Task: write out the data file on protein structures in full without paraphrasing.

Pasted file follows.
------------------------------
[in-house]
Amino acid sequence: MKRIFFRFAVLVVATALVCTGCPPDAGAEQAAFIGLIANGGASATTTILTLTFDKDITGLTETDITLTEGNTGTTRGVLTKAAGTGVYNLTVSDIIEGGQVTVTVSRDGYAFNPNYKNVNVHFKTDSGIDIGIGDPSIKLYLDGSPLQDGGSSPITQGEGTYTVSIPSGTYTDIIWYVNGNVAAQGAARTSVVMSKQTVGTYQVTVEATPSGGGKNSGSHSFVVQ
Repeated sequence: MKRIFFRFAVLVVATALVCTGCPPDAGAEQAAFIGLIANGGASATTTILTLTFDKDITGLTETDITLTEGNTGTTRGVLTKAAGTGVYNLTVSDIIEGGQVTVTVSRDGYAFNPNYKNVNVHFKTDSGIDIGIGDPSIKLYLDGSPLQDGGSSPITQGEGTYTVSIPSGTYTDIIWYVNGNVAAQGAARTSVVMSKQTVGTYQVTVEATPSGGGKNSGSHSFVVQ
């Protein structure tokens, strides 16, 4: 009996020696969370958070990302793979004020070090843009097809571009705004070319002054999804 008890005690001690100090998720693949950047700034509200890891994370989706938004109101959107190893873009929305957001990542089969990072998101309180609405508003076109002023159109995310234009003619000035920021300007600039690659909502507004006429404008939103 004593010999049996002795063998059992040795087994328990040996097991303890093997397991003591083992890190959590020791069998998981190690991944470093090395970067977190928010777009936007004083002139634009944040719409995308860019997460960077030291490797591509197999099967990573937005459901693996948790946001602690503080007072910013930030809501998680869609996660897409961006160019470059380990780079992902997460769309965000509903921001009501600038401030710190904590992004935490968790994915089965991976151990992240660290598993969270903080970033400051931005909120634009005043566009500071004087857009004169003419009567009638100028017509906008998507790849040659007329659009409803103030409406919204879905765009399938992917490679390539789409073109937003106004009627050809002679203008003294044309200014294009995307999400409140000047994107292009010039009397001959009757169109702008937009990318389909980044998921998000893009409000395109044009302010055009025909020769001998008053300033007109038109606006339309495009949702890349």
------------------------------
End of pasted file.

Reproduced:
[in-house]
Amino acid sequence: MKRIFFRFAVLVVATALVCTGCPPDAGAEQAAFIGLIANGGASATTTILTLTFDKDITGLTETDITLTEGNTGTTRGVLTKAAGTGVYNLTVSDIIEGGQVTVTVSRDGYAFNPNYKNVNVHFKTDSGIDIGIGDPSIKLYLDGSPLQDGGSSPITQGEGTYTVSIPSGTYTDIIWYVNGNVAAQGAARTSVVMSKQTVGTYQVTVEATPSGGGKNSGSHSFVVQ
Repeated sequence: MKRIFFRFAVLVVATALVCTGCPPDAGAEQAAFIGLIANGGASATTTILTLTFDKDITGLTETDITLTEGNTGTTRGVLTKAAGTGVYNLTVSDIIEGGQVTVTVSRDGYAFNPNYKNVNVHFKTDSGIDIGIGDPSIKLYLDGSPLQDGGSSPITQGEGTYTVSIPSGTYTDIIWYVNGNVAAQGAARTSVVMSKQTVGTYQVTVEATPSGGGKNSGSHSFVVQ
């Protein structure tokens, strides 16, 4: 009996020696969370958070990302793979004020070090843009097809571009705004070319002054999804 008890005690001690100090998720693949950047700034509200890891994370989706938004109101959107190893873009929305957001990542089969990072998101309180609405508003076109002023159109995310234009003619000035920021300007600039690659909502507004006429404008939103 004593010999049996002795063998059992040795087994328990040996097991303890093997397991003591083992890190959590020791069998998981190690991944470093090395970067977190928010777009936007004083002139634009944040719409995308860019997460960077030291490797591509197999099967990573937005459901693996948790946001602690503080007072910013930030809501998680869609996660897409961006160019470059380990780079992902997460769309965000509903921001009501600038401030710190904590992004935490968790994915089965991976151990992240660290598993969270903080970033400051931005909120634009005043566009500071004087857009004169003419009567009638100028017509906008998507790849040659007329659009409803103030409406919204879905765009399938992917490679390539789409073109937003106004009627050809002679203008003294044309200014294009995307999400409140000047994107292009010039009397001959009757169109702008937009990318389909980044998921998000893009409000395109044009302010055009025909020769001998008053300033007109038109606006339309495009949702890349």